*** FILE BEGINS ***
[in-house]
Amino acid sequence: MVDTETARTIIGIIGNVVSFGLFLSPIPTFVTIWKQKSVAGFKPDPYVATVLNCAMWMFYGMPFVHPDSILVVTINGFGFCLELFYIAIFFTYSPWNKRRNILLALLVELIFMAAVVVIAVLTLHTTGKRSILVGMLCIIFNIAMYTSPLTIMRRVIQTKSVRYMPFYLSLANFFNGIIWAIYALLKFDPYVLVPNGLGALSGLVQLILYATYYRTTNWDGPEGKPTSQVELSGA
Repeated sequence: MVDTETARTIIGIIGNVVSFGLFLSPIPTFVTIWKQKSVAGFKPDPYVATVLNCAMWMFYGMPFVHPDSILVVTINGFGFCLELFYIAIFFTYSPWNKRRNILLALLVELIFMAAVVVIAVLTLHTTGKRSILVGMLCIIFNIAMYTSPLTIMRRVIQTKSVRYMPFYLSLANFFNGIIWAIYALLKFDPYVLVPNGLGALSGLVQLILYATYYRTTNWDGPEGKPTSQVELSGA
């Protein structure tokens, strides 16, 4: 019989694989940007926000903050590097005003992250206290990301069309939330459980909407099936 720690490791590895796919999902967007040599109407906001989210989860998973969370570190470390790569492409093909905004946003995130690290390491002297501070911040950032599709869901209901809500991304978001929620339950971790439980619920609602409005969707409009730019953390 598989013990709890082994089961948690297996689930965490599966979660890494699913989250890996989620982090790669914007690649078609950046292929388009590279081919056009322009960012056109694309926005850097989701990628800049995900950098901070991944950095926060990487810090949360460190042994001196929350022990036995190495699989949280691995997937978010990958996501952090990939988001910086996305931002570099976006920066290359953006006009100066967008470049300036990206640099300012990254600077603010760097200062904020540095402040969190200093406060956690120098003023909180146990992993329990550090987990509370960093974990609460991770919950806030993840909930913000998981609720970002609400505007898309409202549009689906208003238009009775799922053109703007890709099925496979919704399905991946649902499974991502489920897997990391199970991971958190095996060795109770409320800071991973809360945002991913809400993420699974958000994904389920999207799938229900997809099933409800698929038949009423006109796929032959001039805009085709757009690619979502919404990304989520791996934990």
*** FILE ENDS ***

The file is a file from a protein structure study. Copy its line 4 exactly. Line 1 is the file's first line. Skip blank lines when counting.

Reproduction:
């Protein structure tokens, strides 16, 4: 019989694989940007926000903050590097005003992250206290990301069309939330459980909407099936 720690490791590895796919999902967007040599109407906001989210989860998973969370570190470390790569492409093909905004946003995130690290390491002297501070911040950032599709869901209901809500991304978001929620339950971790439980619920609602409005969707409009730019953390 598989013990709890082994089961948690297996689930965490599966979660890494699913989250890996989620982090790669914007690649078609950046292929388009590279081919056009322009960012056109694309926005850097989701990628800049995900950098901070991944950095926060990487810090949360460190042994001196929350022990036995190495699989949280691995997937978010990958996501952090990939988001910086996305931002570099976006920066290359953006006009100066967008470049300036990206640099300012990254600077603010760097200062904020540095402040969190200093406060956690120098003023909180146990992993329990550090987990509370960093974990609460991770919950806030993840909930913000998981609720970002609400505007898309409202549009689906208003238009009775799922053109703007890709099925496979919704399905991946649902499974991502489920897997990391199970991971958190095996060795109770409320800071991973809360945002991913809400993420699974958000994904389920999207799938229900997809099933409800698929038949009423006109796929032959001039805009085709757009690619979502919404990304989520791996934990």